BMI View: In spite of low penetration levels, Nigeria's life and non-life insurance segments are set to grow at high single-digit to double-digit rates through the next years. The country's favourable economic prospects, leading to rising household spending, and rapidly growing population will produce a strong boost in demand for life and non-life products, which will attract more foreign insurance companies and consequently increase the level of competitiveness within both markets . Importantly, however, investors should be mindful of potential challenges which reside mainly in currency movements due to falling oil prices as well as national security issues.
Accounting for roughly 34% of total written insurance premiums, and a penetration rate of 0.1% (ie, life premiums as a percentage of GDP), life insurance is the smaller and relatively more underdeveloped segment of the overall insurance sector. Factors such as low income levels, customers' limited awareness of the benefits of life solutions, and a lack of transparency of the operating practices of some operators have been underlying the segment's sluggish development. Moreover, life insurance providers have had to overcome the lack of trust among the Nigerian consumers, which has hitherto been preventing them from entering into long-term insurance contracts, as well as a low average life expectancy among the Nigerian population - hampering potential demand for traditional life products, such as retirement and life savings products. However, with an annual average growth rate of 13.4% in the coming years, the life market is set to provide significant opportunities for ongoing investment. First and foremost, while the Nigerian 65+ population is insufficiently large to provide sustainable demand for life insurance products, long-term premium growth will be increasingly more carried by the country's growing professional and middle classes. Insurers may target these more affluent groups with micro-insurance products, such as short-term life coverage. Moreover, in the next years an increasingly larger share of the population should become more aware of the benefits of life insurance products, and private sector companies will increasingly purchase group-based life solutions.
Accounting for 70% of total insurance premiums written in 2015, non-life insurance is considerably larger than the life segment. However, with penetration rates of under 0.2%, the non-life market is underdeveloped to a similar extent as the life business. Nevertheless, with annual premium growth of over 8% through to 2019, non-life insurance also offers lucrative opportunities for domestic and foreign investors. These opportunities will reside especially within the property and motor insurance lines, which will exhibit high single-digit growth rates owing to the country's economic growth manifesting itself in rising disposable income and increased vehicle ownership. In particular, Nigeria's changing demographic profile will provide an additional boost to the segment's growth, as the country's population is set to increase by more than 2% annually, reaching 204.6mn by 2019. At this time, approximately half of the population will be younger than 25 years. This means that there will be an important change in overall consumer spending, which will transfer to clear increases in demand for non-life solutions across all major product lines. These market developments will likely attract a growing number of foreign investors and consequently lead to more consolidation. Furthermore, we also expect to see foreign investors' increasing tendency to invest in risky infrastructure, energy and agricultural projects transfer to more demand for non-life reinsurance by local and multinational insurers, to transfer the higher levels of risk. Overall, although Nigeria's non-life insurance market offers clear long-term opportunities for both domestic and foreign players to grow their market presence, we also note that they should be mindful of short-term challenges due to currency fluctuations as well as the deterioration of the security situation in the north of the country, which could potentially destabilise the country's business environment.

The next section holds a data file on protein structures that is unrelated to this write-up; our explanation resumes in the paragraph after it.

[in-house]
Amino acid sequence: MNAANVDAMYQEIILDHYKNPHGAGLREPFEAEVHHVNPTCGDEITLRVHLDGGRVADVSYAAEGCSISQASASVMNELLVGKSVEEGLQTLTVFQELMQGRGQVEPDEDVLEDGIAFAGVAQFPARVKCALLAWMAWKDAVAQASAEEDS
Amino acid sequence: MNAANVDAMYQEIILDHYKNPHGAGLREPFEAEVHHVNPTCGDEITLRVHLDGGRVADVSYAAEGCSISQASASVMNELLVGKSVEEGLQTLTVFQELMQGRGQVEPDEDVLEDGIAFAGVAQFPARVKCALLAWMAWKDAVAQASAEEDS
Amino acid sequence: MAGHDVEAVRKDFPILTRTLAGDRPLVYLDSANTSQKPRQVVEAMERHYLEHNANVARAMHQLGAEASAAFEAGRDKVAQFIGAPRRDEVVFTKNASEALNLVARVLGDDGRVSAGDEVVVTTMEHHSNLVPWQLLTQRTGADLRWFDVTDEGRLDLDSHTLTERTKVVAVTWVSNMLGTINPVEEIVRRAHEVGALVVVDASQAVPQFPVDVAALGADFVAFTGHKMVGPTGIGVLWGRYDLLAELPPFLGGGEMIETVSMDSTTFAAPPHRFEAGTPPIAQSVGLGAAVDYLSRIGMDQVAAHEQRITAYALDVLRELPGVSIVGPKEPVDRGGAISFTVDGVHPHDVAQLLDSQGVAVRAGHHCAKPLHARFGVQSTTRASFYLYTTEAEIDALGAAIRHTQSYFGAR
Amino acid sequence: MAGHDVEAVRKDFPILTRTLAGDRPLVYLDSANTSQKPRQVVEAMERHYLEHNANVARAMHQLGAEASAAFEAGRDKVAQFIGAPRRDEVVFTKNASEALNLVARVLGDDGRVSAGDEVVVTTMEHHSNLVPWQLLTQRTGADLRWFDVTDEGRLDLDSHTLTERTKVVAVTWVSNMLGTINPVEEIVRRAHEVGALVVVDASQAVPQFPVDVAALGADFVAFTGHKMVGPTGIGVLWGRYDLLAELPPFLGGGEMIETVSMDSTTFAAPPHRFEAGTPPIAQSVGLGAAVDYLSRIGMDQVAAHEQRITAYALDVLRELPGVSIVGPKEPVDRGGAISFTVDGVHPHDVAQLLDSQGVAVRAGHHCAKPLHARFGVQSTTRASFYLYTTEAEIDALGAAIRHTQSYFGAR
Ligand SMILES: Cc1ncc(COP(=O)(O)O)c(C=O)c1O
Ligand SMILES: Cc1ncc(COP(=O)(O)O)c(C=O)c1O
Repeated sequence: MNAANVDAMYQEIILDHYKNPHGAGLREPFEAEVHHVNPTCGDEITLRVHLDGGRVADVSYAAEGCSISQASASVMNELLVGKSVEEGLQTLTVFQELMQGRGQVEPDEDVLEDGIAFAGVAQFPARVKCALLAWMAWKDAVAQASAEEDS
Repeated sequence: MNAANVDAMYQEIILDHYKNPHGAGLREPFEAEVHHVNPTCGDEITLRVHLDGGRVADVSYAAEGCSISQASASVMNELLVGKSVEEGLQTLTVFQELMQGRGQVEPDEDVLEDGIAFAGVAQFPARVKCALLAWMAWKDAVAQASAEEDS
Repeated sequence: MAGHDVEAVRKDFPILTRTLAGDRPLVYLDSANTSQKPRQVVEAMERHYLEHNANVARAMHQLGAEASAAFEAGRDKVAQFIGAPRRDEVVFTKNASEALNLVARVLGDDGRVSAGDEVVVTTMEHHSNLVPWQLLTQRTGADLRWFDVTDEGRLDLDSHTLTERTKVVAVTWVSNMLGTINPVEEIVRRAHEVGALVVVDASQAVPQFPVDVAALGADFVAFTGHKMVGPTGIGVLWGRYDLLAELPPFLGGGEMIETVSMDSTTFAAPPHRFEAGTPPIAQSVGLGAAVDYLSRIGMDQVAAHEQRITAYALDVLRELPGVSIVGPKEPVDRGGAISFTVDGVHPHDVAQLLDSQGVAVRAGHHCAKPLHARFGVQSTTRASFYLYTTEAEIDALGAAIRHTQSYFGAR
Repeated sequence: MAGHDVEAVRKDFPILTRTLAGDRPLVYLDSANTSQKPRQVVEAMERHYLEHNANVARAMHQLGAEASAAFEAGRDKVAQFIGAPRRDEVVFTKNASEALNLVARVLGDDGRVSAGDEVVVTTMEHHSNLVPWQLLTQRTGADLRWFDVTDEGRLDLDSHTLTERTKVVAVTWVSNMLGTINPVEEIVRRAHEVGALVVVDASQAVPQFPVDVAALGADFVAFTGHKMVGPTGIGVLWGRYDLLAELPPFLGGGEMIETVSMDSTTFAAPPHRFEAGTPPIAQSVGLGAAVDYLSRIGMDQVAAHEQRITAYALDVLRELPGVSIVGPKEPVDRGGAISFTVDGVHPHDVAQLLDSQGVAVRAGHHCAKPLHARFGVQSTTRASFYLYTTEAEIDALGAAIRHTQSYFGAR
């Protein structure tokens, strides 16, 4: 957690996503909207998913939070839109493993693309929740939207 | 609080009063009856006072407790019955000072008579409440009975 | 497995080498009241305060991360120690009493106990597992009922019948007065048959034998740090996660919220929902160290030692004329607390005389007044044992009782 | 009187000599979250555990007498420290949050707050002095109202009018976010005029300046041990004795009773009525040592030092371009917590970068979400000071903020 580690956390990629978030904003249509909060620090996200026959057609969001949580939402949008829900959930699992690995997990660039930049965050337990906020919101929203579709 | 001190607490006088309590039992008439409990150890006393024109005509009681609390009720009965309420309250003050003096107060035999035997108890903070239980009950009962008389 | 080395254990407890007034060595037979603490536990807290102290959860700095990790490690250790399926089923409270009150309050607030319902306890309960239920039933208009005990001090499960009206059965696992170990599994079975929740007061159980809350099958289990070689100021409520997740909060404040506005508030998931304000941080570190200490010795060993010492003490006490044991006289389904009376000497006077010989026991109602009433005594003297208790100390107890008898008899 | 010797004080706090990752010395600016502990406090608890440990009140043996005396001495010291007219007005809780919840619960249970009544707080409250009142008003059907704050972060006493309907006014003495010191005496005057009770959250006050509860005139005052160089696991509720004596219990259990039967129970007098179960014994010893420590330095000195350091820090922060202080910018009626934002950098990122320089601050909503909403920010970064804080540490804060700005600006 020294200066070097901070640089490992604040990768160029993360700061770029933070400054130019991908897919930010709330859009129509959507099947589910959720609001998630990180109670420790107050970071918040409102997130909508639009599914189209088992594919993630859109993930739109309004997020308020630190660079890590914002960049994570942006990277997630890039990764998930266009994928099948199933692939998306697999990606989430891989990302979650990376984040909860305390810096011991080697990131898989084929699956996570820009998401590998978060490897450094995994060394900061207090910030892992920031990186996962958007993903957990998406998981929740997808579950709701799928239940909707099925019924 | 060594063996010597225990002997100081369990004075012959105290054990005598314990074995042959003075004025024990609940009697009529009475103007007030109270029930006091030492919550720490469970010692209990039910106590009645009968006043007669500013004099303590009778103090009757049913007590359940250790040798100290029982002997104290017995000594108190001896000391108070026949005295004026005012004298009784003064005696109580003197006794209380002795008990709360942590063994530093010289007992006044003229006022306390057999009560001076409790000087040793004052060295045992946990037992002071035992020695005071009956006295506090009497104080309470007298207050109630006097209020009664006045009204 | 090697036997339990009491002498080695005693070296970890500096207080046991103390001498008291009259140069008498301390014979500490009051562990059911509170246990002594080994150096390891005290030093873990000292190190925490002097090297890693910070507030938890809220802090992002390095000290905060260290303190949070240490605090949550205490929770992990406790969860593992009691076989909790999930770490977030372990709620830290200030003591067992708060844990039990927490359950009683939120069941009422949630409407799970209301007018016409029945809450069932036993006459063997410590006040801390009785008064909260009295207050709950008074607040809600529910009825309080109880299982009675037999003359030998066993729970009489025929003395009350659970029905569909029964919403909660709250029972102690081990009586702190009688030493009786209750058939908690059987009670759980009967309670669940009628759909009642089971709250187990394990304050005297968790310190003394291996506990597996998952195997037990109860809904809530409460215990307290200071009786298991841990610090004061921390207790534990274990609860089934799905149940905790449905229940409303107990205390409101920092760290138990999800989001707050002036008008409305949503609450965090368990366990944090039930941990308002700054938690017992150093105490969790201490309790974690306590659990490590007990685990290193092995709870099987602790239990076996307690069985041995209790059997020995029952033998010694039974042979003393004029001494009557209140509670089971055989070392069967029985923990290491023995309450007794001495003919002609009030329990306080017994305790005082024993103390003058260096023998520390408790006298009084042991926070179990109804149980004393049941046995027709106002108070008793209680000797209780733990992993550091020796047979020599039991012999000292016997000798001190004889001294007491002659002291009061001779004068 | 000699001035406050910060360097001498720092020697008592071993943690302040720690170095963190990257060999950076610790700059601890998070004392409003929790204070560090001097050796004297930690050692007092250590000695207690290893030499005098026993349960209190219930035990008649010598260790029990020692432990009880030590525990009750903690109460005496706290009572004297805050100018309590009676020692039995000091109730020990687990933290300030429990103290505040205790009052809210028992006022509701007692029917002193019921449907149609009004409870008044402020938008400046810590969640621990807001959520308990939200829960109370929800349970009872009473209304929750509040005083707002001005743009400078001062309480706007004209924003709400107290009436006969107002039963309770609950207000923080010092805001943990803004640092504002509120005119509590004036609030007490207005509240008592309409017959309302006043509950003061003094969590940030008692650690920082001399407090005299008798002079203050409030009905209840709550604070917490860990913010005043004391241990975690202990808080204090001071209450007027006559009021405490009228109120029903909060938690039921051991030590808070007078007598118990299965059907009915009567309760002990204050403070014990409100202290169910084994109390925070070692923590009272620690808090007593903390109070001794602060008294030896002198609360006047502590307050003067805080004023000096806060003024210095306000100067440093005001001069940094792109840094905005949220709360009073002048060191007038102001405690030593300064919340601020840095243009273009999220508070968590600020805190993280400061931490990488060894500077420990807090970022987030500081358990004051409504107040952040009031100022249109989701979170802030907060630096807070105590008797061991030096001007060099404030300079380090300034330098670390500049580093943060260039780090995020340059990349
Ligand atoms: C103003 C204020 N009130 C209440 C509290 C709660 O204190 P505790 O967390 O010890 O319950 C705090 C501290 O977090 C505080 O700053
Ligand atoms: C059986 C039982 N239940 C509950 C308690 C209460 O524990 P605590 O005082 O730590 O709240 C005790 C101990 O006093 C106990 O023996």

The Lagos State Council on Health is launching a new campaign to promote universal health care coverage via a comprehensive and flexible health insurance scheme.
Liberty, which currently offers health insurance via Total Health Trust, plans to expand in Nigeria to offer a greater range of products including asset management - it aims to be in the top ten insurers in Nigeria by 2020.
Key BMI Forecasts
Life premiums should decrease by 12.9% in 2015 to USD0.43bn.
Non-life premiums are expected to narrow by 18.5% to USD1.1bn.
Within this sub-total, motor vehicle insurance premiums should contract by 17.3% to USD310mn.
Property insurance premiums are anticipated to fall by 14.3% to USD199.9mn.